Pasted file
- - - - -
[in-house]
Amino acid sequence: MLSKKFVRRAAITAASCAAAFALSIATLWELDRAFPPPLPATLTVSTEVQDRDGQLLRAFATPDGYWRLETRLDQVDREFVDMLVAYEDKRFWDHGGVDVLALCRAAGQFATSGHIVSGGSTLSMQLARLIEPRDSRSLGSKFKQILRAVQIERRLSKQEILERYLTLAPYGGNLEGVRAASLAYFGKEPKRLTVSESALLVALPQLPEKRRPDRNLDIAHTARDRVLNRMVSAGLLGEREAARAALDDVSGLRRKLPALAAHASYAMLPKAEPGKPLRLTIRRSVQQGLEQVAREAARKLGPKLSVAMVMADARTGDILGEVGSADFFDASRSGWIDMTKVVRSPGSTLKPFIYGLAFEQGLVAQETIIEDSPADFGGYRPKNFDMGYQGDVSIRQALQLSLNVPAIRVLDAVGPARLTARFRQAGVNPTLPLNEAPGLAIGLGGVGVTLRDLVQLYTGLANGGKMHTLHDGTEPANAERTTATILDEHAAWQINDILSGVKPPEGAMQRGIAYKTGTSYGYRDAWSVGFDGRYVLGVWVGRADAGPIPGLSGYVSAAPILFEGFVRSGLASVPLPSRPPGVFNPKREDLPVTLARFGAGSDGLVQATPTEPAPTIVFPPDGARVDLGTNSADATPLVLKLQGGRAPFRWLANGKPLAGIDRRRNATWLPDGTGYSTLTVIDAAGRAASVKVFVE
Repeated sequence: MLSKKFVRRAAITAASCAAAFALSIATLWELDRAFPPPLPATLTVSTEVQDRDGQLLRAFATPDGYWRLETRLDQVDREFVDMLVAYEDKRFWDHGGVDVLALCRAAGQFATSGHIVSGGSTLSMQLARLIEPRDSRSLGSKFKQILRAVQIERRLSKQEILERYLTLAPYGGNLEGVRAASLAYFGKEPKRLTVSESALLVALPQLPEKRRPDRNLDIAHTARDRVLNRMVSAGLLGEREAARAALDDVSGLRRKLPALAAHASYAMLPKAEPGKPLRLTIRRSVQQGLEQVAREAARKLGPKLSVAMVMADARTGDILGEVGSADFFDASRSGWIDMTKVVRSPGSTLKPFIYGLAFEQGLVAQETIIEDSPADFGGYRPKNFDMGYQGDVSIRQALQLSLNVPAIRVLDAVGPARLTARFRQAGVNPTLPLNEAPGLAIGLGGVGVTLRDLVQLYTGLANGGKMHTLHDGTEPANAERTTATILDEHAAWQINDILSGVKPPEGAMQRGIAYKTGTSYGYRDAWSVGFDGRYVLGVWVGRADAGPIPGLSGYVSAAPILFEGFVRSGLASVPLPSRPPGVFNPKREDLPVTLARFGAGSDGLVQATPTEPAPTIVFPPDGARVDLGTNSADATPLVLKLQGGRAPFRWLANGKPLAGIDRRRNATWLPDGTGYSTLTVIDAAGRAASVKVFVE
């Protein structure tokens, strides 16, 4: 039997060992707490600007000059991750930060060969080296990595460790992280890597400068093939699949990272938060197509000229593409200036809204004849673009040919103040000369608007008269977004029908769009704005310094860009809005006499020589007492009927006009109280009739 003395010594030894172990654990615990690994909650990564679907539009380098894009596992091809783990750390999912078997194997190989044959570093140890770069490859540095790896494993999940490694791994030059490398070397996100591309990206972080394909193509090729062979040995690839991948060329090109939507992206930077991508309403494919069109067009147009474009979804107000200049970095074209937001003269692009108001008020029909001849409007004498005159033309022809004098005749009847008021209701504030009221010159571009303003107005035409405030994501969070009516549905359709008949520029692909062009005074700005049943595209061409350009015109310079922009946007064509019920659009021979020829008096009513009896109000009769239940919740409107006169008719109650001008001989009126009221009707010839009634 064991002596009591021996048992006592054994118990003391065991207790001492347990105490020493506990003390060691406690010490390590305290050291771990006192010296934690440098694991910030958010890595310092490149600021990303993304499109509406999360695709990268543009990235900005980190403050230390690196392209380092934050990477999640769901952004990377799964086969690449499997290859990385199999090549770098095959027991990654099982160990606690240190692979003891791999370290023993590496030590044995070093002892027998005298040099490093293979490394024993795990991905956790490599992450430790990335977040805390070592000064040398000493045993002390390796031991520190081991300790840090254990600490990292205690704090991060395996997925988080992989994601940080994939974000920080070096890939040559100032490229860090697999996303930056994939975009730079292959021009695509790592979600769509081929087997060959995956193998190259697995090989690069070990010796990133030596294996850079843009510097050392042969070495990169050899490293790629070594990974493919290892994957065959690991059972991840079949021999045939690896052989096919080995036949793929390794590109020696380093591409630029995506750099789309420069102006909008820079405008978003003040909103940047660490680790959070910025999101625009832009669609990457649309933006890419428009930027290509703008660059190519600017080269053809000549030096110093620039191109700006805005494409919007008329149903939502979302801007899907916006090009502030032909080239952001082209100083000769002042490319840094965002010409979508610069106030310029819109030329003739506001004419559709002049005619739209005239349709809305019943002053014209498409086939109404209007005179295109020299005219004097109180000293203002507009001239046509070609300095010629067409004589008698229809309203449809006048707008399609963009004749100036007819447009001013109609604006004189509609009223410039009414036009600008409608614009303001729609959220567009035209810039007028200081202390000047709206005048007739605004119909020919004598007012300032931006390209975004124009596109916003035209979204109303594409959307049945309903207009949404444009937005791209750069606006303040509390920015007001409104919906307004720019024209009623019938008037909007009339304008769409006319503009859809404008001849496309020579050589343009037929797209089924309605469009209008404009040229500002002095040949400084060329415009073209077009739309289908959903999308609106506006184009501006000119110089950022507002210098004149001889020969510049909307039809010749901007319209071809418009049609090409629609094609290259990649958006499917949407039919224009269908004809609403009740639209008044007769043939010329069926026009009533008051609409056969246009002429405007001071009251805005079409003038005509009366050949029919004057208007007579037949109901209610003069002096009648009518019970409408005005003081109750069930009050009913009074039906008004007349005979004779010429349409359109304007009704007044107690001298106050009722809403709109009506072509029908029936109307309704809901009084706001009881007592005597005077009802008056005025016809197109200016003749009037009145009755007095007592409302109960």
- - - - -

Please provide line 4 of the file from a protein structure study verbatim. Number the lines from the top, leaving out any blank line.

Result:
């Protein structure tokens, strides 16, 4: 039997060992707490600007000059991750930060060969080296990595460790992280890597400068093939699949990272938060197509000229593409200036809204004849673009040919103040000369608007008269977004029908769009704005310094860009809005006499020589007492009927006009109280009739 003395010594030894172990654990615990690994909650990564679907539009380098894009596992091809783990750390999912078997194997190989044959570093140890770069490859540095790896494993999940490694791994030059490398070397996100591309990206972080394909193509090729062979040995690839991948060329090109939507992206930077991508309403494919069109067009147009474009979804107000200049970095074209937001003269692009108001008020029909001849409007004498005159033309022809004098005749009847008021209701504030009221010159571009303003107005035409405030994501969070009516549905359709008949520029692909062009005074700005049943595209061409350009015109310079922009946007064509019920659009021979020829008096009513009896109000009769239940919740409107006169008719109650001008001989009126009221009707010839009634 064991002596009591021996048992006592054994118990003391065991207790001492347990105490020493506990003390060691406690010490390590305290050291771990006192010296934690440098694991910030958010890595310092490149600021990303993304499109509406999360695709990268543009990235900005980190403050230390690196392209380092934050990477999640769901952004990377799964086969690449499997290859990385199999090549770098095959027991990654099982160990606690240190692979003891791999370290023993590496030590044995070093002892027998005298040099490093293979490394024993795990991905956790490599992450430790990335977040805390070592000064040398000493045993002390390796031991520190081991300790840090254990600490990292205690704090991060395996997925988080992989994601940080994939974000920080070096890939040559100032490229860090697999996303930056994939975009730079292959021009695509790592979600769509081929087997060959995956193998190259697995090989690069070990010796990133030596294996850079843009510097050392042969070495990169050899490293790629070594990974493919290892994957065959690991059972991840079949021999045939690896052989096919080995036949793929390794590109020696380093591409630029995506750099789309420069102006909008820079405008978003003040909103940047660490680790959070910025999101625009832009669609990457649309933006890419428009930027290509703008660059190519600017080269053809000549030096110093620039191109700006805005494409919007008329149903939502979302801007899907916006090009502030032909080239952001082209100083000769002042490319840094965002010409979508610069106030310029819109030329003739506001004419559709002049005619739209005239349709809305019943002053014209498409086939109404209007005179295109020299005219004097109180000293203002507009001239046509070609300095010629067409004589008698229809309203449809006048707008399609963009004749100036007819447009001013109609604006004189509609009223410039009414036009600008409608614009303001729609959220567009035209810039007028200081202390000047709206005048007739605004119909020919004598007012300032931006390209975004124009596109916003035209979204109303594409959307049945309903207009949404444009937005791209750069606006303040509390920015007001409104919906307004720019024209009623019938008037909007009339304008769409006319503009859809404008001849496309020579050589343009037929797209089924309605469009209008404009040229500002002095040949400084060329415009073209077009739309289908959903999308609106506006184009501006000119110089950022507002210098004149001889020969510049909307039809010749901007319209071809418009049609090409629609094609290259990649958006499917949407039919224009269908004809609403009740639209008044007769043939010329069926026009009533008051609409056969246009002429405007001071009251805005079409003038005509009366050949029919004057208007007579037949109901209610003069002096009648009518019970409408005005003081109750069930009050009913009074039906008004007349005979004779010429349409359109304007009704007044107690001298106050009722809403709109009506072509029908029936109307309704809901009084706001009881007592005597005077009802008056005025016809197109200016003749009037009145009755007095007592409302109960």